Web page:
Ski: 2014-2015 Atomic Elysian, 168cm
Dimensions (mm): 128-95-117
Sidecut Radius: 18.1 meters
Actual Tip-to-Tail Length (Straight Tape Pull): 165cm
BLISTER’S Measured Weight Per Ski: 1668 grams & and 1674 grams
Boots / Bindings: Nordica Firearrow F3 105 / Marker Griffon (DIN at 7)
Mount Locations: Factory Recommended
Test Location: Alta Ski Area, Snowbird
Days Skied: 6
[Editor’s Note: Our review was conducted on the 12/13 Elysian, which is unchanged for 13/14 and 14/15, except for the graphics.]
Atomic markets the all-mountain Elysian to female skiers of intermediate to expert ability levels. With just a bit of rocker in the tip and tails, and traditional camber underfoot, this ski’s shape ensures versatility in a variety of conditions.
I first tried the Elysians in what were admittedly not the legendary conditions I am used to at Alta. Thick and catchy wind-consolidated drifts were unpredictable to navigate while the wind whipped, so we headed over to Fred’s Trees for better shelter and visibility.
I’ll readily admit I’m not a mogul skier; bumps baffle me. But I discovered the Elysian easily negotiated the troughs. I haven’t recently been on a ski narrower than 100mm underfoot (which perhaps can explain my bump aversion), and the Elysians at 95mm underfoot reminded me how nimble and responsive a narrower ski can be.
Just as Stella Selden reported in her review of the Atomic Elysian, I also found them to be predictable and lively in bumps. They were far more nimble than either the Armada VJJ or the Armada TSTw, and the stiff tails helped steer me reliably into the next turn. Bumps both soft and hard were enjoyable on the Elysian, and I even sought out a hot-dog style zipperline at Snowbird, lapping back twice more, which for me is unprecedented.
When the weather cleared, I headed up to Alta for a classic Utah spring ski day before the bittersweet closing weekend. The early start had me cruising refrozen icy groomers, which proved to be no challenge for the Elysian. Now, this wasn’t true East Coast ice, but the Elysian was able to grip and rail better than the curvy shapes of the Armada TSTw or VJJ on slippery slopes. And after things warmed up, the Elysians showed me exactly why they are named after the fields of heaven.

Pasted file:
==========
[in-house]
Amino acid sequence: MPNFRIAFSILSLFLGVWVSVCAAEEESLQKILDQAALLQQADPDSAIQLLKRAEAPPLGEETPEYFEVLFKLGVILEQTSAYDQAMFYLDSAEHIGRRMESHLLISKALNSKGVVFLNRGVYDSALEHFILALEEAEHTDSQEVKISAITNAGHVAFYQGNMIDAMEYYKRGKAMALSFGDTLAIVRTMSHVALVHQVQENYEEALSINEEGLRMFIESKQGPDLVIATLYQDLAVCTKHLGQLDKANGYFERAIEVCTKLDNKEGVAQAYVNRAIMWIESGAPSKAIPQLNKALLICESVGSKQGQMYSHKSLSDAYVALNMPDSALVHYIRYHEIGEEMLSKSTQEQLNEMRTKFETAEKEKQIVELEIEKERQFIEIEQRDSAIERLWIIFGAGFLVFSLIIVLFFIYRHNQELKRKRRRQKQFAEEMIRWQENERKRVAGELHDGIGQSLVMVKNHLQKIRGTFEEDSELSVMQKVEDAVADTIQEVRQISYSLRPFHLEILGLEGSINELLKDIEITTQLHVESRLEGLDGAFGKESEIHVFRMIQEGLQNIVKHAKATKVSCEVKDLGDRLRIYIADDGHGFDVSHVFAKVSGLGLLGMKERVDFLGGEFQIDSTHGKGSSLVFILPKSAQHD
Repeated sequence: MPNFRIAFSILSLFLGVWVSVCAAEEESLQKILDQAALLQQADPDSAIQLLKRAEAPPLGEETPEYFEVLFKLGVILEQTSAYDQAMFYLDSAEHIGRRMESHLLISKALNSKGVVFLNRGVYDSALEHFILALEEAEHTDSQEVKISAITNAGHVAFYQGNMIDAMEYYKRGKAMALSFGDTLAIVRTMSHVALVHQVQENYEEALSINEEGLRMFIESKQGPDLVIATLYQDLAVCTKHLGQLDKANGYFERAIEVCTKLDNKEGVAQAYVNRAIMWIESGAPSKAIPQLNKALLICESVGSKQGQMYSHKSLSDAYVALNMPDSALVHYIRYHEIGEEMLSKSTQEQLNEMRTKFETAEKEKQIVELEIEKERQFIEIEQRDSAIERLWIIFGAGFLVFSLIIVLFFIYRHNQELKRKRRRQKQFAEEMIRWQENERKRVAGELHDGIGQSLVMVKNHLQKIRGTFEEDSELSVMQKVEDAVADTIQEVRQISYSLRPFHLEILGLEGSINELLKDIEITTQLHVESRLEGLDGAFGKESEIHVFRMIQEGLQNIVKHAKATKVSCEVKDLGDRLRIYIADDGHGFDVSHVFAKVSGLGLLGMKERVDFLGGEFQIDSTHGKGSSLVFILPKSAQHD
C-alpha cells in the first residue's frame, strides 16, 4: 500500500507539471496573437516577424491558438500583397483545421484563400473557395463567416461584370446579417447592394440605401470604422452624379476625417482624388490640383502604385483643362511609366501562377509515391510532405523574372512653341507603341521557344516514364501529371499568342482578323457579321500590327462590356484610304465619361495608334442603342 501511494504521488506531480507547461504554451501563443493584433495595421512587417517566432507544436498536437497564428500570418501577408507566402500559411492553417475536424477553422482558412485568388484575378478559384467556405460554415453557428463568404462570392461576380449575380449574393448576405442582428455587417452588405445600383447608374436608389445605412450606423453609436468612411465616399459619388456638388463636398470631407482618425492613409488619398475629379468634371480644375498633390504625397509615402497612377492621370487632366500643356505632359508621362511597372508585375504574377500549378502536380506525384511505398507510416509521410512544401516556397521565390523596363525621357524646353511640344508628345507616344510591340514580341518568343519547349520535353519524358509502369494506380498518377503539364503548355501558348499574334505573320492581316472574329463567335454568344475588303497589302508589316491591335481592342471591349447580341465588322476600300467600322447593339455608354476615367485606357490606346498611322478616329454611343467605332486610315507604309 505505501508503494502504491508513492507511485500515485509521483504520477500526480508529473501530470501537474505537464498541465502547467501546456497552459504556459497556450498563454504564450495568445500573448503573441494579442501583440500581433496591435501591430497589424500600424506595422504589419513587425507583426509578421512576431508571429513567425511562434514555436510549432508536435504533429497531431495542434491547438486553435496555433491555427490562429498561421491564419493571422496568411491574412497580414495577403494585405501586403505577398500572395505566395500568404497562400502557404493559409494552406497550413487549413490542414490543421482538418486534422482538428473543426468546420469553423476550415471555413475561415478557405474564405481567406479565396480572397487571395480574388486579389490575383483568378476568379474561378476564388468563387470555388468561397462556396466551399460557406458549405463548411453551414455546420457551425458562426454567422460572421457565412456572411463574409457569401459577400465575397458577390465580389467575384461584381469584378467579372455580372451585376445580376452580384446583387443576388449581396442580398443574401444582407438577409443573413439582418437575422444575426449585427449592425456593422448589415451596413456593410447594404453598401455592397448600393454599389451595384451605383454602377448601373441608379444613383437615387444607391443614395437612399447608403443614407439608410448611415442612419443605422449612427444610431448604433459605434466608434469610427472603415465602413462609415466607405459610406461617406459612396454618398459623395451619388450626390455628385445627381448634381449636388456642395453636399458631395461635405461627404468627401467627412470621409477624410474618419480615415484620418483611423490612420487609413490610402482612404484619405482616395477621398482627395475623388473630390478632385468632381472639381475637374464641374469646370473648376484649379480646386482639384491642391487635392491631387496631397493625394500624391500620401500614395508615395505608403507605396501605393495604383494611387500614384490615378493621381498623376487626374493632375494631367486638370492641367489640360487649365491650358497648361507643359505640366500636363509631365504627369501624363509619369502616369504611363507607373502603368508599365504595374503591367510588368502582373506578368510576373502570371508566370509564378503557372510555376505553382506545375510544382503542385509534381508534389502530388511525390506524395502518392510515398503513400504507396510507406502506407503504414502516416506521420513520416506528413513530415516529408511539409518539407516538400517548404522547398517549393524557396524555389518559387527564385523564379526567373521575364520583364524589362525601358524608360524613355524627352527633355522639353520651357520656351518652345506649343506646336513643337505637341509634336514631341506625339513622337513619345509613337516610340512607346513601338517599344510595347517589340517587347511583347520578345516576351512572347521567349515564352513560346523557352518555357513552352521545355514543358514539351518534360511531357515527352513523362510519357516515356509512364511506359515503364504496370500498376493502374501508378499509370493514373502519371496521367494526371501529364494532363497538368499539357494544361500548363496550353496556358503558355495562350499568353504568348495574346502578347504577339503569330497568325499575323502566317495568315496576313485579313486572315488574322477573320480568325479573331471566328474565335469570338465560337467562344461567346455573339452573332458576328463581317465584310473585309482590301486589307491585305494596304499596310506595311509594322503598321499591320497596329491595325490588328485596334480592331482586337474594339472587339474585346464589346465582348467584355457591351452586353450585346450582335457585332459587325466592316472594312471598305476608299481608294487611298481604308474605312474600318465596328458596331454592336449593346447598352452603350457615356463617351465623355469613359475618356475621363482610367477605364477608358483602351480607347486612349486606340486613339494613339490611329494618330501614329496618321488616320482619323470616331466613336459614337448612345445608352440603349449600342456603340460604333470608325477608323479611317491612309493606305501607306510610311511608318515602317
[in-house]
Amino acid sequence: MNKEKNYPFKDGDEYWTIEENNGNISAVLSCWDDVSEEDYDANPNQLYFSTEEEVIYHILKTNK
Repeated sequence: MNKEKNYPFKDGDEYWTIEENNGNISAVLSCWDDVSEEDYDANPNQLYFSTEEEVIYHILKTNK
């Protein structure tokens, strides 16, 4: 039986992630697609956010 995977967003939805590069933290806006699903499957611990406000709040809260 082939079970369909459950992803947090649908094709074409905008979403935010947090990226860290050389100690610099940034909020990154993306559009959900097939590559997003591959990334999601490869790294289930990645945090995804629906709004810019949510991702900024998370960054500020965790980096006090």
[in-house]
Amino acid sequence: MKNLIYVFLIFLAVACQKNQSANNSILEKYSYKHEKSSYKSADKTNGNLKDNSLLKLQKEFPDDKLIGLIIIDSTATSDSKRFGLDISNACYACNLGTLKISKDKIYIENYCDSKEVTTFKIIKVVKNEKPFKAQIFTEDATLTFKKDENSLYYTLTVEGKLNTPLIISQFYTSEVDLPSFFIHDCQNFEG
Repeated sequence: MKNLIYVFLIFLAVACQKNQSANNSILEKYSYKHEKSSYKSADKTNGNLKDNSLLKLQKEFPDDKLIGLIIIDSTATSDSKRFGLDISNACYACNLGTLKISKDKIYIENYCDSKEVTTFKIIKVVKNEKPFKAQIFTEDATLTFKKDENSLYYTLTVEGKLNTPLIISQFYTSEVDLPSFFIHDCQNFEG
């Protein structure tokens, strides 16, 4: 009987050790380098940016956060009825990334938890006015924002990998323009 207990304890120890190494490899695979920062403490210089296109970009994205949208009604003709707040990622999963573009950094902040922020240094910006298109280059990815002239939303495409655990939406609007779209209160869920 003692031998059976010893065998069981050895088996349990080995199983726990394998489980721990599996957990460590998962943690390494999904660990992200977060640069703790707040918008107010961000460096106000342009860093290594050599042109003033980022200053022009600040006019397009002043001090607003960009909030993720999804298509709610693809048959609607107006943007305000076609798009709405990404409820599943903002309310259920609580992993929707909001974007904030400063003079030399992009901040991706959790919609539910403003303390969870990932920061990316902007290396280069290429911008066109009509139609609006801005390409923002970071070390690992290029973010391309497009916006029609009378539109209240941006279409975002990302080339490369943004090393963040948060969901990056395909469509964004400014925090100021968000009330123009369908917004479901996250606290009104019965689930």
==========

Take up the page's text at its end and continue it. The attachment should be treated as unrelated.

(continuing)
On groomed snow, the Elysians were extremely easy to turn, and their responsiveness left me popping in and out of snappy slalom-style carves. The energy of the ski meant that the transition from edge to edge happened very quickly, with minimal effort on my part. I could feel the tails gripping the snow, and I never felt nervous about washing out. I found it effortless to let myself really angulate into an aggressive laid-out stance, as the Elysians behaved perfectly on groomers.
At slow to moderate speeds, I had excellent stability. When I hit breakneck speed, however, I did notice a bit of flapping in the tips, and wished for a longer size than the 168cm, but this was only experienced at the top end of the speedometer. Atomic does not make a longer length than 168cm, however, which I think is unfortunate. They have targeted this ski toward intermediate to expert females, and I definitely know some ladies who would benefit from a longer version of this ski.
Otherwise, the Elysians performed equally well in both short- and long-radius turns on groomers, and undoubtedly offered the best groomer performance of any of the skis I’ve been on this season, i.e., the Armada TSTw and VJJ, Salomon Czar, Moment Bella, and Atomic Millenium. (Stella also said that the Elysians were her favorite groomer ski she tested this season, so we were in perfect agreement about that.)
Chop & Corn
I didn’t have a chance to get on the Elysian until April, so I’ve spent a good deal of time skiing both chop and corn. I found that the Elysian was stiff enough to plow through both types of snow, while the rocker shape kept me from catching my tips on crud. (The Elysian features 15% rockered tips 75% camber and 10% tail rocker.)
When hand flexed, the Elysian is significantly stiffer than the Armada VJJ and the Atomic Millennium; it is comparable to the TST, though the TST has much softer tips. The Elysian is not nearly so damp as the Moment Bella when navigating through thick crud, but I did appreciate the significantly lighter weight and low swing weight on the Elysian when compared to the Bella.
I also found the sweet spot on the Elysian to be fairly large, and they can be skied easily with both a forward or a more centered stance. This forgiving aspect made the Elysian easy to navigate through rougher snow, and micro-adjustments to stance produced little to no change in performance.
Corn has been the closest I’ve come to powder while skiing the Elysians, but when skiing corn, the rockered tips prevented any bucking and the turns felt smooth and reliable. The Elysians lack the buttery, slarvey feel of the Armada VJJ or the TSTw, but they still provide a fun, stable ride.